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Most accidental injuries are no one’s fault; no one could have foreseen or prevented them. Therefore, most accidents are not grounds for a lawsuit. Employers, however, almost always bear some sort of responsibility when their employees get injured at work. Therefore, businesses must carry workers’ compensation insurance in order to cover the costs of medical bills for injured workers. From an employer’s standpoint, though, workers’ compensation is the best-case scenario. A workers’ compensation settlement implies that the accident was no one’s fault. If the accident was the result of negligence on the part of the employer, then the injured employee might have grounds for a type of personal injury lawsuit, specifically, a premises liability lawsuit. Premises liability means that the property owner, in this case the employer, was negligent because he or she failed to keep the workplace safe enough to prevent the accident that caused the worker’s injury.

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Characteristics of Workers’ Compensation Cases

Virtually every employee who gets injured at work is entitled to workers’ compensation. It is such a basic right that employers being required to carry workers’ compensation insurance is almost like drivers being required to carry liability insurance. Accidents happen, and the insurance premiums are money set aside to pay for them. If you get injured at work, workers’ compensation laws mean that your employer must pay for your medical expenses related to your work injury. You are entitled to this compensation no matter whose fault, if anyone’s, the accident was. Even if the accident was your fault, you are still entitled to workers’ compensation for your medical expenses.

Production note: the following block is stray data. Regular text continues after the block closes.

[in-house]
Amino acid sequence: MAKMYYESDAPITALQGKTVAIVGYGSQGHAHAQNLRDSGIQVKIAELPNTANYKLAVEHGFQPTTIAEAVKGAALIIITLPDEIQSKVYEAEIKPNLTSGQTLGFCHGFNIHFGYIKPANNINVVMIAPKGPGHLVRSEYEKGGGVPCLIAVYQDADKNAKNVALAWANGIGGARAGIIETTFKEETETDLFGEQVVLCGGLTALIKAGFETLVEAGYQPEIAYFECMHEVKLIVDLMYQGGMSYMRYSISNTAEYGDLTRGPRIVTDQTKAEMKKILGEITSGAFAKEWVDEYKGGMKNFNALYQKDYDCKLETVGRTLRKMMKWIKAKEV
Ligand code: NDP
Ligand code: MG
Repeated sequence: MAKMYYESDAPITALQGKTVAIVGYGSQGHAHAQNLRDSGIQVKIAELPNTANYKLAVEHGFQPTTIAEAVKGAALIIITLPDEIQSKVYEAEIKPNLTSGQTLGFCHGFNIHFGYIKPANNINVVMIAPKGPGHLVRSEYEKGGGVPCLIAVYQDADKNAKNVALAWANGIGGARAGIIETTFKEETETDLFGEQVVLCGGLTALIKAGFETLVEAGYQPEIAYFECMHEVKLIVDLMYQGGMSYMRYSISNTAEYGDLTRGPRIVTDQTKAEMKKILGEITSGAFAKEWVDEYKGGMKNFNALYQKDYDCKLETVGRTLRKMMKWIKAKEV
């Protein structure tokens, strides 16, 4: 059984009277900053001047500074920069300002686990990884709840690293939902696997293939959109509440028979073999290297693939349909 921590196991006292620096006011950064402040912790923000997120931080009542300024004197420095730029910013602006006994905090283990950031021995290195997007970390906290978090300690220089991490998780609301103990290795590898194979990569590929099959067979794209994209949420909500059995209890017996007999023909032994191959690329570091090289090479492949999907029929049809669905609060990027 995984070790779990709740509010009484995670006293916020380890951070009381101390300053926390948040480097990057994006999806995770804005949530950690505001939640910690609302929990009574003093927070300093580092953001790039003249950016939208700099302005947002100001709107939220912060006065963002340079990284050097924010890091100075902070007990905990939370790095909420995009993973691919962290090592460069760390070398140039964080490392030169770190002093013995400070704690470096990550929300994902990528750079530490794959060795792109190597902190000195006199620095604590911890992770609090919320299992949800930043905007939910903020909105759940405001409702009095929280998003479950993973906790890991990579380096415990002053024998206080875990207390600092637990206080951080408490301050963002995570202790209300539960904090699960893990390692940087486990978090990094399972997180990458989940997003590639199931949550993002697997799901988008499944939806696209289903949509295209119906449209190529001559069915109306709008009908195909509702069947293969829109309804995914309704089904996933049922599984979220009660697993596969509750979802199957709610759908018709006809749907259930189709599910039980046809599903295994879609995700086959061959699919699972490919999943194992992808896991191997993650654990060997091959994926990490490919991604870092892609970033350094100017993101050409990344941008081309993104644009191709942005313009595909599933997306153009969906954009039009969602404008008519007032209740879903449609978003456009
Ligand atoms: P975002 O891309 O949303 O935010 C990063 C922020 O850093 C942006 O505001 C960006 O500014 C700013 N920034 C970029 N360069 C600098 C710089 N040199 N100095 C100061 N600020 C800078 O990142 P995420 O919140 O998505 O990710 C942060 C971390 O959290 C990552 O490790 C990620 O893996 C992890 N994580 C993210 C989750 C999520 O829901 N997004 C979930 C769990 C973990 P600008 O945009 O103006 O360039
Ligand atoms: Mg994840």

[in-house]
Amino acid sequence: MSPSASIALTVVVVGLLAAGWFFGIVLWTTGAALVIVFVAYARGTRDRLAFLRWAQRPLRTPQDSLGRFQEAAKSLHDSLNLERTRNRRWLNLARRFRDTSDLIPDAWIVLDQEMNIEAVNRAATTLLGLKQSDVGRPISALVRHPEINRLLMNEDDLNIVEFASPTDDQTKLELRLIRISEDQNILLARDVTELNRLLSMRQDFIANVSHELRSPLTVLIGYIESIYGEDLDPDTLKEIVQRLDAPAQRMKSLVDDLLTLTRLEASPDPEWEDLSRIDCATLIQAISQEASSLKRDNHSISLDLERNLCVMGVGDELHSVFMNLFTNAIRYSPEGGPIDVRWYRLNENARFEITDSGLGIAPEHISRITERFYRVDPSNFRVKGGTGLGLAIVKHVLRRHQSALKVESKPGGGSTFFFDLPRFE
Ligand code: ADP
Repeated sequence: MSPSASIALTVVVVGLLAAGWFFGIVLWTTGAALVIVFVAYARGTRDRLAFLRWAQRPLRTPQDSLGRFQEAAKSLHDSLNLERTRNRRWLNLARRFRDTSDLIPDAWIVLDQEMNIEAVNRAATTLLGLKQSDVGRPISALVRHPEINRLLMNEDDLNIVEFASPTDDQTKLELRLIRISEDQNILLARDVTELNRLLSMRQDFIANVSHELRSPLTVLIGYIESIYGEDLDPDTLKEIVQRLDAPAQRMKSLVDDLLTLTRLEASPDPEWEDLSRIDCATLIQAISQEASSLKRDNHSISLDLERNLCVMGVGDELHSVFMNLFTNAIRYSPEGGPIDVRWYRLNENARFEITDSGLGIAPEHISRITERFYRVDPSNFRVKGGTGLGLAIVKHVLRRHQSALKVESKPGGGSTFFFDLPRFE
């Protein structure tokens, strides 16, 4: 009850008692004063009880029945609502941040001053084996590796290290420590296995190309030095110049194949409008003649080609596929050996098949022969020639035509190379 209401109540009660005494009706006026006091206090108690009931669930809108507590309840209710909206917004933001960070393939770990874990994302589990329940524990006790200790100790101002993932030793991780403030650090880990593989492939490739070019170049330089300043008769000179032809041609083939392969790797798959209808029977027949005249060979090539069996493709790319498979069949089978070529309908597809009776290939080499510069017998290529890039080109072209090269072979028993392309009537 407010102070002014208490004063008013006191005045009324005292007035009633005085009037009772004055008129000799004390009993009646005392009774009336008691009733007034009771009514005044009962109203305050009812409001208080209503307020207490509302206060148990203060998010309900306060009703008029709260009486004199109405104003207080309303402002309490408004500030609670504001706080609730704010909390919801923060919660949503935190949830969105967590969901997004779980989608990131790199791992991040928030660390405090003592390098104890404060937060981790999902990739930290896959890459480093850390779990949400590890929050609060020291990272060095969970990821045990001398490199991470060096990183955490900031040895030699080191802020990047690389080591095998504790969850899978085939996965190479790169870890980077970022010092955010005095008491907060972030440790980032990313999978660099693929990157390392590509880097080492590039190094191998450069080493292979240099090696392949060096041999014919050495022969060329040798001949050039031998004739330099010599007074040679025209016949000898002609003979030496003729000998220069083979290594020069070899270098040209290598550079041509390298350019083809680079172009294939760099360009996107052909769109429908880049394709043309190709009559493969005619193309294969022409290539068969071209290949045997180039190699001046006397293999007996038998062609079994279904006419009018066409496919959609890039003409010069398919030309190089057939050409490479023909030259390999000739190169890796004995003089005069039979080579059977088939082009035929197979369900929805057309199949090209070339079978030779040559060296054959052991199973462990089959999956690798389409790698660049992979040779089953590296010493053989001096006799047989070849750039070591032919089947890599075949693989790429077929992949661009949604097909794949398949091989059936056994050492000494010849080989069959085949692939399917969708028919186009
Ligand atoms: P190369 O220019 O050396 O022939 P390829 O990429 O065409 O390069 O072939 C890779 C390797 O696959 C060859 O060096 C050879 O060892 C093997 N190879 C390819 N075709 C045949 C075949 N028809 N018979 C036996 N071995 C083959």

Characteristics of Personal Injury Cases Involving Employees

In order to have grounds for a premises liability case, you must demonstrate that the owner of the premises (in this case your workplace) was negligent. In other words, your employer had a responsibility to make your workplace safer in order to prevent injuries like the one you sustained. The following are examples of situations where an injured worker could have grounds for a premises liability case:

  • A worker at a retail store slips and falls because there was water on the floor. The employer had a responsibility to have someone clean up the water spill or to post a “wet floor” sign until someone was available to clean up a spill.
  • A nighttime security guard at a golf course trips and falls on the uneven ground, resulting in injuries. If the golf course were better lit, the injury probably could have been prevented.
  • A shelf breaks when a worker is restocking merchandise, resulting in the worker getting injured. The employer had a responsibility to check for faulty shelves and replace the ones that were in danger of breaking.

Unlike in workers’ compensation lawsuits, the damages in personal injury lawsuits are not limited to reimbursement for medical bills. The court can also award you damages for lost income for the time you missed work; it can even compensate you for pain and suffering.

Contact Eric Schmidt About Workplace Injury Lawsuits

Sometimes it takes a lawyer’s professional opinion to determine whether an accident was just an accident, or whether it was the result of negligence. Contact Eric Schmidt in Phoenix, Arizona to find out if your workplace accident is grounds for a personal injury lawsuit.

 

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